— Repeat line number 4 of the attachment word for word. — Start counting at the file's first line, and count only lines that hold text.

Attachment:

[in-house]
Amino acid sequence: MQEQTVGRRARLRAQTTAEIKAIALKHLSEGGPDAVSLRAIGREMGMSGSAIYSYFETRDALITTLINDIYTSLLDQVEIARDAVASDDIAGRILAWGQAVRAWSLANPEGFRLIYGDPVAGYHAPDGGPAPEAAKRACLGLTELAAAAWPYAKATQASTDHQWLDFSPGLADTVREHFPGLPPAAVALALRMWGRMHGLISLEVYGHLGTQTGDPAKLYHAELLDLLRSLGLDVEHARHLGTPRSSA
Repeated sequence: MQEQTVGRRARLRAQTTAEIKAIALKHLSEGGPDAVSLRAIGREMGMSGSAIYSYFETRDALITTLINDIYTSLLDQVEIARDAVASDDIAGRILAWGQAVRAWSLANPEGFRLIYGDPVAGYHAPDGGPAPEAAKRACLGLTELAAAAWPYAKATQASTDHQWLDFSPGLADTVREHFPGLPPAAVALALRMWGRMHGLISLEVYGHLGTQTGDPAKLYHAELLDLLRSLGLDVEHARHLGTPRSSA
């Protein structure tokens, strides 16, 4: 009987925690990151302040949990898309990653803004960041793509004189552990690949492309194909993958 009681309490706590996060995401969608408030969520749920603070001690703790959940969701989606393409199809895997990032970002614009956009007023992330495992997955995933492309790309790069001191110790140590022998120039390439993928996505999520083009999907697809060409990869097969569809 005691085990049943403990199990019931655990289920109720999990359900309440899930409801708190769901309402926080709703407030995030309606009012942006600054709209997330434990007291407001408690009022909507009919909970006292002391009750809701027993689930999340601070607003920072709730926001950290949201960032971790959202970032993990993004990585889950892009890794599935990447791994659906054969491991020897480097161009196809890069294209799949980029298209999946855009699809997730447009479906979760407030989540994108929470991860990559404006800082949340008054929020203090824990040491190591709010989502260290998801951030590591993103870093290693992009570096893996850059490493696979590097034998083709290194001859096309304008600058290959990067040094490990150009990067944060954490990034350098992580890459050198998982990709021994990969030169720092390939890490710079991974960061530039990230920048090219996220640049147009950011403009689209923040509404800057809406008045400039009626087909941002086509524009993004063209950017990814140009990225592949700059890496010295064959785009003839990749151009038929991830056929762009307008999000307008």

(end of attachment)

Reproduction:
């Protein structure tokens, strides 16, 4: 009987925690990151302040949990898309990653803004960041793509004189552990690949492309194909993958 009681309490706590996060995401969608408030969520749920603070001690703790959940969701989606393409199809895997990032970002614009956009007023992330495992997955995933492309790309790069001191110790140590022998120039390439993928996505999520083009999907697809060409990869097969569809 005691085990049943403990199990019931655990289920109720999990359900309440899930409801708190769901309402926080709703407030995030309606009012942006600054709209997330434990007291407001408690009022909507009919909970006292002391009750809701027993689930999340601070607003920072709730926001950290949201960032971790959202970032993990993004990585889950892009890794599935990447791994659906054969491991020897480097161009196809890069294209799949980029298209999946855009699809997730447009479906979760407030989540994108929470991860990559404006800082949340008054929020203090824990040491190591709010989502260290998801951030590591993103870093290693992009570096893996850059490493696979590097034998083709290194001859096309304008600058290959990067040094490990150009990067944060954490990034350098992580890459050198998982990709021994990969030169720092390939890490710079991974960061530039990230920048090219996220640049147009950011403009689209923040509404800057809406008045400039009626087909941002086509524009993004063209950017990814140009990225592949700059890496010295064959785009003839990749151009038929991830056929762009307008999000307008």